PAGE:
Rare earth elements are not quite as rare as their name suggests. The 'rare' bit dates back to when the term was used to describe something 'unusual' or 'strange'. In reality these minerals are found in many places in the earth's crust, often in combination with other minerals and often in hitherto uncommercial quantities. They are also a very hot political potato for several reasons.
Number one reason is that the largest identified REE reserves are in China (44 million meta tonnes), which is also the world's dominant producer of these minerals. China is also a country that is not shy about wielding the considerable political and economic power this gives her! Japan found this out the hard way when China shut off supply of the REEs needed to supply that country's booming electrical car manufacturing industry. And it isn't just politics that could harm world supply either. Major catastrophes like a tsunami could disable China's shipping ports and stop overseas shipments in a flash.
It's concentrated power like this that makes the world's growing reliance on these minerals a very dicey proposition and many governments have become increasingly uneasy about it. Furthermore, when you consider that all 4 top REE reserve holders are countries either prone to dictatorships and/or with poor environmental management / human rights / labour records, you begin to see that other governments are justified in their concerns! After China, Brazil with 22 million Mega tonnes has the second highest reserves, followed by Russia (18 million Mega tonnes) and India (6.9 million Mega tonnes). Australia (3.4 million Mega tonnes) is 5th, the US with 1.4 million Mega tonnes is 7th and Canada is 9th with 830,000 Mega tonnes*.
Interestingly up until the 1980's the US mine Mountain Pass was the highest producer of REEs in the world. However, it was shut down in 2002 amidst massive environmental concerns, which leads us to our second 'hot potato' reason. Some of the REEs are difficult, and dangerous, to mine. Monazite, an ore from which cerium and lanthanum are extracted, also contains thorium, a radioactive substance. Some countries have not been particularly careful about how they handle the extraction and handling process when mining monazite, leading to radioactive contamination of the surrounding environment. Notably China has begun shutting down illegal and non-compliant REE operations amidst serious environmental and health concerns. The resultant drop in availability of those rare earths has freed up opportunities for other countries, like Australia, to step into the breach should they wish to do so. And it seems that in some quarters at least the world is waiting for Australia to do just that!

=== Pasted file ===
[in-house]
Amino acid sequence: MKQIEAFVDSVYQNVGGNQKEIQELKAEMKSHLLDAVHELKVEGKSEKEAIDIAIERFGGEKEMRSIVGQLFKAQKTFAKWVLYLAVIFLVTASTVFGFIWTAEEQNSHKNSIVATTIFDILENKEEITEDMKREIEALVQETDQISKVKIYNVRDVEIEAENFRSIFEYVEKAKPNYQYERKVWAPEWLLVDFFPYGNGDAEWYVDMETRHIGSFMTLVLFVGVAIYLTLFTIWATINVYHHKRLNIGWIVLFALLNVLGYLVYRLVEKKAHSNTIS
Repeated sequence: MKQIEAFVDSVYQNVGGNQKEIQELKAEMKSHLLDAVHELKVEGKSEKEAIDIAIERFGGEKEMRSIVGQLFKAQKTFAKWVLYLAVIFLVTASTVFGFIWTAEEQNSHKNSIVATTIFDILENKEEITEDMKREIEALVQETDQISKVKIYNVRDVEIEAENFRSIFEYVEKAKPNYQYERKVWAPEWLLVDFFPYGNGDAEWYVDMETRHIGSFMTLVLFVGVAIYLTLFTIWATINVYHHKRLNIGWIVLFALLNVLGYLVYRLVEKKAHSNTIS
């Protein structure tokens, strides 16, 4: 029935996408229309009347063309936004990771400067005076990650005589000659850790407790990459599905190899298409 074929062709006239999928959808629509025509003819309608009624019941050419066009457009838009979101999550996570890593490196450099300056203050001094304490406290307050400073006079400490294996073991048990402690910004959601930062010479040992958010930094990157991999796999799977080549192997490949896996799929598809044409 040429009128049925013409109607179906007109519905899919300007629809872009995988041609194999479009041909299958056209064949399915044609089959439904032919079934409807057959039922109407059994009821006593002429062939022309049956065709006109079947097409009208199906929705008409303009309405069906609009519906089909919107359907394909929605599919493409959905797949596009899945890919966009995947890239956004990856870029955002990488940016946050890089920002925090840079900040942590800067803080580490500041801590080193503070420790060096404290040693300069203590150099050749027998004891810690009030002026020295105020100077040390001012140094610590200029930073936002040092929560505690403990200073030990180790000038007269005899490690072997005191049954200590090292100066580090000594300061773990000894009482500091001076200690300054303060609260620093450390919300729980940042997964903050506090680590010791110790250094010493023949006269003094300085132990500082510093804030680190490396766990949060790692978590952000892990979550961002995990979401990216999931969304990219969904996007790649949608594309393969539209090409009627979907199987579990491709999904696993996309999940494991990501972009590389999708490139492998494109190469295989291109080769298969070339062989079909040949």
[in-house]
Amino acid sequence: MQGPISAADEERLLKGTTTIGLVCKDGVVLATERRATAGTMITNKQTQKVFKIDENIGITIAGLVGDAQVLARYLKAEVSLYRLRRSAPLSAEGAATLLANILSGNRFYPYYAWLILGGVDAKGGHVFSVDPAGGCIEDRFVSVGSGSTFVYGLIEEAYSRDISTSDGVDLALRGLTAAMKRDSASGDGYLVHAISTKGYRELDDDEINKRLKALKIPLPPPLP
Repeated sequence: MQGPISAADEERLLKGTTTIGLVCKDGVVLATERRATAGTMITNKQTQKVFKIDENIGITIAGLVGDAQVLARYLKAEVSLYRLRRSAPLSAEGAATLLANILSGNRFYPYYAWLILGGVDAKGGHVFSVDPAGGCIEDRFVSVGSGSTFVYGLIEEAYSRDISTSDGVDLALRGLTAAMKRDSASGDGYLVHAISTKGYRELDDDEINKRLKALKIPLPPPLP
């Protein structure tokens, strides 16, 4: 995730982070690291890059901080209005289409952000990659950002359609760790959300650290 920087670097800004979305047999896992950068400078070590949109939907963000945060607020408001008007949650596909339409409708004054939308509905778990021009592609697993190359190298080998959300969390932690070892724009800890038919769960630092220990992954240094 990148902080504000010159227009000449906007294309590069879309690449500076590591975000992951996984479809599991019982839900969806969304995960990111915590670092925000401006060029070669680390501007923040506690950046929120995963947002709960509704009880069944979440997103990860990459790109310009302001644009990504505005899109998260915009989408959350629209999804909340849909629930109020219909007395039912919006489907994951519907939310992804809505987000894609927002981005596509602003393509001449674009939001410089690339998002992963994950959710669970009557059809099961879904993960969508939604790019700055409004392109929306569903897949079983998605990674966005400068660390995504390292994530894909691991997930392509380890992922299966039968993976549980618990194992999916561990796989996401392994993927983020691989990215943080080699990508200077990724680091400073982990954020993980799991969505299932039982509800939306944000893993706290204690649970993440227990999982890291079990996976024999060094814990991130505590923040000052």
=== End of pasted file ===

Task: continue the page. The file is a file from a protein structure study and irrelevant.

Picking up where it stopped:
Australia – A Country With Some Notable Rare Earth Resources
BHP Billiton is sitting on a 10 million tonne stockpile containing lanthanum and cerium at Olympic Dam in South Australia, the world's largest uranium mine. At Radium Hill in Port Pirie, also in South Australia, another old uranium mine currently has around 1500 tonnes of rare earths (scandium, lanthanum and dysprosium) sitting in its tailings dump.
Over in the west are a couple of other proven resources of rare earths. Brockman, currently owned by Mount Gibson Iron, is known to have large quantities of several rare earth minerals. A few kilometres north at Sophie Downs an exploration program conducted in the mid 2000's by Metminco found 'encouraging' amounts of cerium, dysprosium, lanthanum, neodymium, niobium and praseodymium. However shareholder interest in the minerals wasn't there so the ground was dropped and Metminco moved on to other more commercially viable interests.**
The question here though is – will anything come of these particular known rare earth resources? BHP Billiton is primarily interested in other commodities and realistically, Olympic Dam's uranium, copper and gold reserves are potentially worth a lot more to the company than those rare earths! And maybe that's not such a bad thing either because our demand for copper is ramping up as well. As for the gold – demand for that will likely never diminish!
The reality is that world demand for rare earth commodities is set to skyrocket over the coming decades. We've discussed some of the reasons in a previous article and the statistics are mind boggling to say the least! There are also other countries with major reserves looking to ramp up their production of REEs as well and as world demand increases, there is little doubt that they will.
Australia's reserves, although putting her only 5th in terms of quantity, are high grade deposits.*** The country is also close to the major Asian markets where a lot of the manufacturing that uses rare earths takes place. And also importantly, Australia is politically stable and on good terms with those major world powers who are becoming concerned about the concentration of such vital commodities in such a few volatile hands! All of these make her ideally positioned to become a leading player in the rare earth market.